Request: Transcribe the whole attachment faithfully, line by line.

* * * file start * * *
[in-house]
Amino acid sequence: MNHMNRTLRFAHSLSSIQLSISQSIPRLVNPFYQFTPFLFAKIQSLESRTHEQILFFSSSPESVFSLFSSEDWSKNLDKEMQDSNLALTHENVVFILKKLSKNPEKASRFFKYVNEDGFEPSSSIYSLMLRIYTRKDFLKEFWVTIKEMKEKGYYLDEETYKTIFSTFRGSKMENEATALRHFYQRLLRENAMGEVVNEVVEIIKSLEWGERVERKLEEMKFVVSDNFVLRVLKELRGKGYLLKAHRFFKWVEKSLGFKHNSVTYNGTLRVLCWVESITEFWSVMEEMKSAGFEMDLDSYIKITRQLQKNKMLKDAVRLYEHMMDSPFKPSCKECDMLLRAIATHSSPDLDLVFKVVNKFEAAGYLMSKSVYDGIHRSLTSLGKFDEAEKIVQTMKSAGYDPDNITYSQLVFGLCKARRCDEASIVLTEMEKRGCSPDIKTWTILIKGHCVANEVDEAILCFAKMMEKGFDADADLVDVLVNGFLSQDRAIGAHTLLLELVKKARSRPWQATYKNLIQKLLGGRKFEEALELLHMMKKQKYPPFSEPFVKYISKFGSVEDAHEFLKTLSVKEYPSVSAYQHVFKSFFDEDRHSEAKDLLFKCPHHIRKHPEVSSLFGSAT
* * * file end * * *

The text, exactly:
[in-house]
Amino acid sequence: MNHMNRTLRFAHSLSSIQLSISQSIPRLVNPFYQFTPFLFAKIQSLESRTHEQILFFSSSPESVFSLFSSEDWSKNLDKEMQDSNLALTHENVVFILKKLSKNPEKASRFFKYVNEDGFEPSSSIYSLMLRIYTRKDFLKEFWVTIKEMKEKGYYLDEETYKTIFSTFRGSKMENEATALRHFYQRLLRENAMGEVVNEVVEIIKSLEWGERVERKLEEMKFVVSDNFVLRVLKELRGKGYLLKAHRFFKWVEKSLGFKHNSVTYNGTLRVLCWVESITEFWSVMEEMKSAGFEMDLDSYIKITRQLQKNKMLKDAVRLYEHMMDSPFKPSCKECDMLLRAIATHSSPDLDLVFKVVNKFEAAGYLMSKSVYDGIHRSLTSLGKFDEAEKIVQTMKSAGYDPDNITYSQLVFGLCKARRCDEASIVLTEMEKRGCSPDIKTWTILIKGHCVANEVDEAILCFAKMMEKGFDADADLVDVLVNGFLSQDRAIGAHTLLLELVKKARSRPWQATYKNLIQKLLGGRKFEEALELLHMMKKQKYPPFSEPFVKYISKFGSVEDAHEFLKTLSVKEYPSVSAYQHVFKSFFDEDRHSEAKDLLFKCPHHIRKHPEVSSLFGSAT